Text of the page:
11 Elemental factor Pradhana Purusha Kaala
12 Levels of identity Buddhi Manas Ahamkara
13 Guna Satva Rajas Tamas
 14 Colour Pita Shukla Krishna
15 Time (Kaala) Past Present Future
16 Worship-fires at home Garhapathya Dakshina Ahavaniya

Vyahrti-s and Gayatri

46.1. The three Vyahrti-s gain a special significance in their association with the Gayatri mantra. The traditional view is that the Pranava (Om), the Vyahrti-s and the Gayatri mantra are of identical nature. Sri Madhwacharya in his Rg-bhashya states that the Vyahrti- s BhuBhuvah and Suvah denote virtues associated with Brahman, such as: completeness (purna); absolute supremacy (niradhika-sreshthah); and, unique bliss (ananda). He also explains that the import of the Pranava is expanded in the Vyahrti-s; and the meaning of the Vyahrti-s is made clear in Gayatri.

46.2. It is said; the Vyahrti-s bring out the aspects of Brahman that could be meditated upon. The contemplation on Vyahrti-s is also the contemplation on the aspects of Pranava, which leads to release (moksha). Through that, one attains svarajya the state of independence beyond bondage (apnoti svarajyam).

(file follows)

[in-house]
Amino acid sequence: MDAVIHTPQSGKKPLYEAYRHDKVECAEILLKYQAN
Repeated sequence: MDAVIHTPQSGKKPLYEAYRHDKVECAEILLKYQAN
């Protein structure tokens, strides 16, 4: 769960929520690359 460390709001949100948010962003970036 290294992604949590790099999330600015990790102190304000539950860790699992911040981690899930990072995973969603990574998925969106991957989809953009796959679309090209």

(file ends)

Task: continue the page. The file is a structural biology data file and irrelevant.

46.3. The other significant association of the Vyahrti-s with the Gayatri is their representation as the three subtle planes of existence (loka); or regions of experience; or as three states or levels of consciousness experienced during meditation on Gayatri.

Fourth Vyahrti – Mahah

47.1. The Vyahrti-s: BhuBhuvah and Suvah are together known as Maha-Vyahrti-s. Because, they are the fundamental realms (loka), universally accepted and integrated into Gayatri mantra. They are also the Vyahrti-s mentioned in the older texts.

47.2. Taittiriya Upanishad (Shiksha valli: 1-7) mentions ‘BhuBhuvah and Suvah are the three Vyahrti-s’ (bhur bhuva suvariti va etaastritayo vyahrutaya). And, says, in addition, that the son of Rishi Mahachamas had the knowledge of the fourth Vyahrti called Mahah (chaturthim mahachamasya pravadayate).This is the adorable loka (maha pujayam), higher than Suvah; the loka of Aditya, the antaryamin who ennobles (mahat) all the worlds. Mahah is Aditya (mahah iti adityah), one who nourishes life everywhere; and one who is adored by those who aspire for liberation.